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By this point, we are all familiar with the concept of 3D printing, in which a physical object is created from a digital model. As this technology becomes more accessible, we continue to find new ways to employ it. Several companies worldwide are now experimenting with the use of 3D printing to manufacture inexpensive, environmentally friendly vehicles, and many predict 3D printed cars will eventually become the norm.

A 3D printer can be used to manufacture the chassis, body, and even the dashboard of a vehicle. The wheels, engine and controls are then attached.

The world’s first 3D printed car, the Urbee, was unveiled in 2013. Last year, a company called Local Motors created the Strati. Local Motors envisions a manufacturing process comprised of “microfactories” throughout the globe, as a way to create jobs, increase recycling, and reduce distribution costs and waste.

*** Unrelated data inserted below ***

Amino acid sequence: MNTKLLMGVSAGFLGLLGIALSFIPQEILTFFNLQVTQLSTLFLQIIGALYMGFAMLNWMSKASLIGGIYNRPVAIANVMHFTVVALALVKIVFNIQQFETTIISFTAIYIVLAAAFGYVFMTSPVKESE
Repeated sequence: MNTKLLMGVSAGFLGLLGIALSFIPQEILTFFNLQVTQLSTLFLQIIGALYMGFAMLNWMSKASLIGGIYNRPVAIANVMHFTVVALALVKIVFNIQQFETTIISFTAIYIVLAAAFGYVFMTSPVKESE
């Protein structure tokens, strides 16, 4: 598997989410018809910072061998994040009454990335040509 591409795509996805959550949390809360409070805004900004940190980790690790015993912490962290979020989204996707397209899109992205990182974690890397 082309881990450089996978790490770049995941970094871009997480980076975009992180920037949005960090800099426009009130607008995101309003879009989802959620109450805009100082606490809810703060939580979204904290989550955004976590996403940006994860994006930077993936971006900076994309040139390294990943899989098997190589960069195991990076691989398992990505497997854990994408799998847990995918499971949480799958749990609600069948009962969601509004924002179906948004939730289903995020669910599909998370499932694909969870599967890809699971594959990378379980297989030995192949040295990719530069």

Divergent Microfactories, Inc., of San Francisco recently revealed a prototype “supercar” manufactured entirely through 3D printing. The company predicts that the vehicle, called the Blade, will drastically reduce pollution, materials, and capital costs associated with the traditional manufacturing of automobiles. Other countries, such as China, are also experimenting with the use of 3D printing in automobile manufacturing.

Most 3D printed cars are made of a combination of carbon fiber and aluminum, which significantly reduces the overall weight of the car. Various prototypes of 3D printed cars are fueled by gasoline, compressed natural gas, or electricity. Will you be first in line to buy a 3D printed car?
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